Texas Pretrial: Step by Step
When civil procedure challenges arise, sage advice can make a big difference in your hours, stress, and results. Texas Pretrial Practice probes every step of civil procedure before trial. This problem-solving manual covers each portion of pretrial procedure and focuses on the issues that arise in pleading, motions, and discovery.
Chief Justice Scott Brister of the 14th Court of Appeals and veteran Dallas trial lawyer Dan Boyd have set a new standard of excellence for Texas legal resources with thorough coverage of:
- Jurisdiction & venue
- Citation & service of process
- Special exceptions
- TROs & injunctions
- Motion practice
- Discovery disputes
- Requests for admission
- Inspection of documents
- Physical & mental exams
- Settlement & ADR
- Summary judgment
Outline format and tight writing. The frequent headings, short paragraphs, plain English, and clear writing speed your access and understanding. Chapter tabs and a detailed index make searching quick and easy.
Proven practice tips. Advantages and disadvantages, cautions, caveats, examples, tactics, tips, and more keep you clear of pitfalls and help you plot strategy.
Recent cases. Legal principles are supported with current, summarized cases rather than lengthy string citations with no differentiation.
Direct answers to tough discovery questions. Texas Pretrial Practice provides authoritative and direct responses to every discovery issues like these:
- Must I answer this interrogatory? §30:99-286
- What are the best grounds and tactics for refusing to respond to interrogatories? §30:184-87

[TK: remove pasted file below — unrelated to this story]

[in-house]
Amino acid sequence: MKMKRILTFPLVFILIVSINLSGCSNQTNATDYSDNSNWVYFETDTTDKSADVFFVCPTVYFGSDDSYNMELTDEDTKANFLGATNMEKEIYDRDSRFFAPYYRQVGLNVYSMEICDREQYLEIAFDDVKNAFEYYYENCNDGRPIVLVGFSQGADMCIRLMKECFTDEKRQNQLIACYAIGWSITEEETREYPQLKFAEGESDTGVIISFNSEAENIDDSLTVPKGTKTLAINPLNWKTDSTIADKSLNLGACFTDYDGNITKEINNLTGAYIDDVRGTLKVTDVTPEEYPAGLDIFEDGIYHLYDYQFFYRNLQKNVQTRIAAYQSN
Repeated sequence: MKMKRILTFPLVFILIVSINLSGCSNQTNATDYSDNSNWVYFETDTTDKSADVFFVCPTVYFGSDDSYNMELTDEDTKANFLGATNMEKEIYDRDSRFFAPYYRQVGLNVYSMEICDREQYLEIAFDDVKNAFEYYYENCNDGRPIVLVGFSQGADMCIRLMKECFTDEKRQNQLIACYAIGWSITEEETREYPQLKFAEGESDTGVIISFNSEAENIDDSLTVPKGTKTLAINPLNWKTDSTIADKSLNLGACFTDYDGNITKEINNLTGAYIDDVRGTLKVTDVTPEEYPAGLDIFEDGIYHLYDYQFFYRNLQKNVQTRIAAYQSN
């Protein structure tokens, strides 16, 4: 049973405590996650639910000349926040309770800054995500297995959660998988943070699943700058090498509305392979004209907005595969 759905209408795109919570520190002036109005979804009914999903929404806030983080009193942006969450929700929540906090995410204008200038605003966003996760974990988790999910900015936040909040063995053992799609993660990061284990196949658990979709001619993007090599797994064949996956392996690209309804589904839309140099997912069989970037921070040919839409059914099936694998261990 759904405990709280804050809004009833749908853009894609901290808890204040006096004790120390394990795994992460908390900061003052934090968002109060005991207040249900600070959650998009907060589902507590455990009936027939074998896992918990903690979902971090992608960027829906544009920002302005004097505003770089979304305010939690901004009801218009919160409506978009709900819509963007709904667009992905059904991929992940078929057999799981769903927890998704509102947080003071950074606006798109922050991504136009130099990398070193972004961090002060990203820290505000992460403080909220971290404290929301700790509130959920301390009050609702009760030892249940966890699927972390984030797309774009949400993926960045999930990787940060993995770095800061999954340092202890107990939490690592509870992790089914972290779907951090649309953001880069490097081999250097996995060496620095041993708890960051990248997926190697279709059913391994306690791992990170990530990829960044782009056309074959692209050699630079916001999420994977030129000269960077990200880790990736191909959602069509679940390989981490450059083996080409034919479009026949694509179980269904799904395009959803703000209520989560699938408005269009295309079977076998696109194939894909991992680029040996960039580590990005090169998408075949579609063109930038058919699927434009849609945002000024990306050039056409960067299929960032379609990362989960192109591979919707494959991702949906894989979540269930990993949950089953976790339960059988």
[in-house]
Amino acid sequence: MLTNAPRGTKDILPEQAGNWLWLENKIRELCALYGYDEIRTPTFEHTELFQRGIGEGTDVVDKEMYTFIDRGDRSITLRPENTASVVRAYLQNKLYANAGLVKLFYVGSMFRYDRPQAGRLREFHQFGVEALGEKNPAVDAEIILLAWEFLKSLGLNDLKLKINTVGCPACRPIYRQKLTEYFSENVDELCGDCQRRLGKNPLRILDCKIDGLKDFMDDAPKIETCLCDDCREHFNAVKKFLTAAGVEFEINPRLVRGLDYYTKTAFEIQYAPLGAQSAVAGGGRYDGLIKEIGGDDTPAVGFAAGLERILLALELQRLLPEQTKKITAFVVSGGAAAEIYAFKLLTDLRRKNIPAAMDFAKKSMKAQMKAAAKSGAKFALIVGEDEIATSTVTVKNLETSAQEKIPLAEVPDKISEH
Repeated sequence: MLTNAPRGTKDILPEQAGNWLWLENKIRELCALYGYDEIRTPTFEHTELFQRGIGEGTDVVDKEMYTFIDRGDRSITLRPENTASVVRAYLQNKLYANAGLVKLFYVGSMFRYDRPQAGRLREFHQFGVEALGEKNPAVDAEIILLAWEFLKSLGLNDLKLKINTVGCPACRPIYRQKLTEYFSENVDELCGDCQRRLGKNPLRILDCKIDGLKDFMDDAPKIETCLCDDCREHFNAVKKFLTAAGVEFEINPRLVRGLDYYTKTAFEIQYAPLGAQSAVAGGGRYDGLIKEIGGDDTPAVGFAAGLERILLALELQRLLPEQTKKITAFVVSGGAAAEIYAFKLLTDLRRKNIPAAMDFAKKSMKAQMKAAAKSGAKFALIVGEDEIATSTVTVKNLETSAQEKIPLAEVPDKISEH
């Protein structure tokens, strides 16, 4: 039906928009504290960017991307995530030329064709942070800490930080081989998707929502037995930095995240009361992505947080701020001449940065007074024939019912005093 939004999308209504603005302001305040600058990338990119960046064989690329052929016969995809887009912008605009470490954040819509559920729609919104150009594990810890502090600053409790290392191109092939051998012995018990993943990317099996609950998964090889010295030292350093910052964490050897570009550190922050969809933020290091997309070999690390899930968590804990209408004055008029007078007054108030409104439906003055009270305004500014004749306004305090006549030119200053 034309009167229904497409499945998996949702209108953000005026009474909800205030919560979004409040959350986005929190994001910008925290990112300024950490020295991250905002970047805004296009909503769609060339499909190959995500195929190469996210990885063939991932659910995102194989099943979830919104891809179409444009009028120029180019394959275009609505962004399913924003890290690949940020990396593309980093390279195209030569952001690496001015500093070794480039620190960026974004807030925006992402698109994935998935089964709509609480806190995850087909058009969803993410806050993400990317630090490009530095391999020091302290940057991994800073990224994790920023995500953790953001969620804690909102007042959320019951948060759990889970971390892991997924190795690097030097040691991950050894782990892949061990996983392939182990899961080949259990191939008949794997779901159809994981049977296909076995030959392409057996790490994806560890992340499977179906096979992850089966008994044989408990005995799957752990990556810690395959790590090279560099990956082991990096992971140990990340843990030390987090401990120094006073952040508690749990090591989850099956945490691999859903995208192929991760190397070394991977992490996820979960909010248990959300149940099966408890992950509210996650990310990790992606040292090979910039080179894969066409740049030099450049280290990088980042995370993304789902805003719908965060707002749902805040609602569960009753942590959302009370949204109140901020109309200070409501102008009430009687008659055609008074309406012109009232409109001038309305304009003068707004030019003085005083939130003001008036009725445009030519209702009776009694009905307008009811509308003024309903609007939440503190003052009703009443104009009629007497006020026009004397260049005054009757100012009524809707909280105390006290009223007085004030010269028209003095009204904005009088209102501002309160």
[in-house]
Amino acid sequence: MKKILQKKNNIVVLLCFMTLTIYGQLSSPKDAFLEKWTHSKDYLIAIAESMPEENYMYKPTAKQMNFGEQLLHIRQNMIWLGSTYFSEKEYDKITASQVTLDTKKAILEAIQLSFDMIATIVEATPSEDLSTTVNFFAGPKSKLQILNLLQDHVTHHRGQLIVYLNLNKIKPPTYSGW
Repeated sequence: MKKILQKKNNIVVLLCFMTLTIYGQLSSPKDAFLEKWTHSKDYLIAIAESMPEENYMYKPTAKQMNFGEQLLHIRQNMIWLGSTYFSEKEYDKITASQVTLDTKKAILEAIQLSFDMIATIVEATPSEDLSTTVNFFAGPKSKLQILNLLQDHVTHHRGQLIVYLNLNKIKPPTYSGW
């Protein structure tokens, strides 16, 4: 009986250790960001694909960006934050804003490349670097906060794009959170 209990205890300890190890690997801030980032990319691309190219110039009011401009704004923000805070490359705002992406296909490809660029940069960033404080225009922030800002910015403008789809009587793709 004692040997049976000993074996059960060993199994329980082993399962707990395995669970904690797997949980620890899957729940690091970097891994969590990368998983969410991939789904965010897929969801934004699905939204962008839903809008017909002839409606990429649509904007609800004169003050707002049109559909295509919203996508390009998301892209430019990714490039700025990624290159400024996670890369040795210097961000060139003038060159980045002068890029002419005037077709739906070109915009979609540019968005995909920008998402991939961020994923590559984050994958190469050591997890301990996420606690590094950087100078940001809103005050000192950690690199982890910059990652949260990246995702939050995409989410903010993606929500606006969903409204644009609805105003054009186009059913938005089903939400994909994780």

- How do I respond to interrogatories containing confusing or numerous subparts? §30:192-97
- How do I obtain full responses to interrogatories and requests for admission? §30:262-67
- Which objections to a request for admission are likely to stand up? §31:12-19
- What are the best grounds and tactics for withholding documents from production? §27:182-214
- On which topics are my own RFAs likely to bear fruit? §31:24-37
- How do I know whether the opposition has produced all the documents I requested? §30:74-78
- How do I avoid waiving privileges, both in paper discovery and during depositions? §25:55-88
- How do I depose an out-of-state witness? §28:13
- What are the procedures for subpoenaing a non-party witness for deposition? §28:86-92
- How do I deal with obstreperous behavior of opposing counsel during deposition? §28:180-86
- What should examining counsel do when a witness refuses to answer questions at deposition? §28:188, 200, 222
- When representing a deposition witness, when should I instruct the deponent not to answer a question? §28:270-72
- What objections are proper during a deposition? §28:304-12
- What can I do when intransigent opposition stonewalls my discovery? §32:01-04
- How do I formally compel compliance with my discovery requests? §32:22-42
- What result can I realistically expect if I move for sanctions? §32:32-42
- Which objections are most likely to survive a motion to compel? §30:172-98
- What information can I protect under a privilege? §25:01-617
- What is and isn’t protected as work product? §25:224-75
- How can I streamline my discovery without sacrificing thoroughness? §24:108-49
And much more—nine detailed chapters are devoted to discovery issues.
Procedure and law outlines are supported by 3,200 cases and over 220 forms. Principles of law are illustrated with recent case examples, not strings of undifferentiated case citations. And the book is packed with tips on how to:
- Avoid and fix mistakes
- Resolve peripheral disputes
- Craft better documents
- Answer ethical questions
- Process cases efficiently
- Improve your advocacy
Texas Pretrial Practice delivers quick and reliable answers with its fast-access outline format, tight writing, superb scholarship, and extensive citations. Its practice-tested forms speed drafting.